David Packard, heir to the Hewlett-Packard fortune, has done more for film preservation over the last 20 years than any private citizen in history, the San Francisco Chronicle reported August 13.
The jewel in Packard’s film-restoring crown is the Stanford Theatre, a 1925 movie house that Packard has restored and uses to show vintage movies. The theater shows a mixture of vintage mainstream fare and restored obscurities.
Packard became interested in movies at the age of 35, when a friend invited him to screenings of the Judy Garland films “The Wizard of Oz” and “Meet me in St. Louis.”
He became more and more interested in film, and as a board member of the David and Lucile Packard Foundation – his parent’s organization – he started giving grants to the UCLA Film and Television Archive.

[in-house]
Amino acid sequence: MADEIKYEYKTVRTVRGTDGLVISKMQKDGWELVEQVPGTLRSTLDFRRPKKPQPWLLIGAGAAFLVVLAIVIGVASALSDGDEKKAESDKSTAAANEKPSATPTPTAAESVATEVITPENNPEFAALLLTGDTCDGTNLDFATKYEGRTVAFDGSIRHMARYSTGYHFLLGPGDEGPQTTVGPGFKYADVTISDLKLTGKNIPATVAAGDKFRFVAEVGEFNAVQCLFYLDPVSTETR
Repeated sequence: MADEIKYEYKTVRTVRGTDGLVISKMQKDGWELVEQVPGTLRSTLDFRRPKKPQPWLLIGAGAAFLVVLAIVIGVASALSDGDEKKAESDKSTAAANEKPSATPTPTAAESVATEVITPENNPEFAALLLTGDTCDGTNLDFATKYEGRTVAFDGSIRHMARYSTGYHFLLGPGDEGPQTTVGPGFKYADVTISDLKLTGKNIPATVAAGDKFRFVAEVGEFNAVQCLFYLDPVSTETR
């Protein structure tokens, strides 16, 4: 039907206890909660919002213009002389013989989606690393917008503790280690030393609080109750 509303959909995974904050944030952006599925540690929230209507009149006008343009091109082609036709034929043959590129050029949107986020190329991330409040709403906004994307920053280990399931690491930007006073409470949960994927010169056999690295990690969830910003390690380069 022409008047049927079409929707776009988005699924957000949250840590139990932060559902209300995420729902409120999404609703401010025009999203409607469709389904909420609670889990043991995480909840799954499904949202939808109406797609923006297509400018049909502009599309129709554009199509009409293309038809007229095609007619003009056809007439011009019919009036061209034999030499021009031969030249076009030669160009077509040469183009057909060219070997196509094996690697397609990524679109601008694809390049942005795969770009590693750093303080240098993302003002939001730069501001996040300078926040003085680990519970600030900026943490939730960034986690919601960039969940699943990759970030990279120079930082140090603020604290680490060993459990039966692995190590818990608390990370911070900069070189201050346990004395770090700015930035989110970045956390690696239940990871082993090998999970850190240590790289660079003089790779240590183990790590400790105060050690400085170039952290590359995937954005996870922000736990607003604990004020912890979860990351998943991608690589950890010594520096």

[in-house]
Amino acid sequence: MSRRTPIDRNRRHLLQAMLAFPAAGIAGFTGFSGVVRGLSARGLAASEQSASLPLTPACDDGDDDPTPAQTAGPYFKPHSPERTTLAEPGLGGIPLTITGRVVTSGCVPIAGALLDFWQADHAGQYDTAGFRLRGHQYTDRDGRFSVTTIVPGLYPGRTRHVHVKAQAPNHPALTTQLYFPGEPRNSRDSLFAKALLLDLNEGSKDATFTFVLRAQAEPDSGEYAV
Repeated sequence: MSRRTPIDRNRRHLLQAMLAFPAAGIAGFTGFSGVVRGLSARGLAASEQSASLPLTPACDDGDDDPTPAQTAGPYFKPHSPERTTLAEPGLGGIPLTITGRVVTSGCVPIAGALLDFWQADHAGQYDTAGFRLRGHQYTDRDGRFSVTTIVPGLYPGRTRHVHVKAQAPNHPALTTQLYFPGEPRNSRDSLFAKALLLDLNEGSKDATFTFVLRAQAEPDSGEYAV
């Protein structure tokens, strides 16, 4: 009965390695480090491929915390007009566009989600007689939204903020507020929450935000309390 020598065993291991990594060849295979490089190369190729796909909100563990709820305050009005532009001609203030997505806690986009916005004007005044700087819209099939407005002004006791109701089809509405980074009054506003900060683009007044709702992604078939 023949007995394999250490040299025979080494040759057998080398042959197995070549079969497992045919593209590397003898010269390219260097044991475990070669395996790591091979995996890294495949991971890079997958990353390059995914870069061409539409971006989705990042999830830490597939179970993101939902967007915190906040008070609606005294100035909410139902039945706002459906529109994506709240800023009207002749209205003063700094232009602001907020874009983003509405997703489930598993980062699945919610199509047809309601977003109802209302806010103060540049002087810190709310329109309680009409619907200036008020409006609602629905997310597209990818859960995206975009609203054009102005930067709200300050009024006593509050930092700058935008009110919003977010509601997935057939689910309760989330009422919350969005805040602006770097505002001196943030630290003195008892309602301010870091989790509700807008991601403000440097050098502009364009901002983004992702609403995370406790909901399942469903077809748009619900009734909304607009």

His film philanthropy has expanded since then. He has paid for storage vaults at Eastman House, supported the American Film Institute, and is giving $20 million to restoring San Jose’s Fox theater so it can show movies and house the local opera.
Packard’s biggest donation was to the library of Congress. He spent between $6 million and $7 million to buy a building for film storage, cataloging and restoration.
For the full story, go to the San Francisco Chronicle.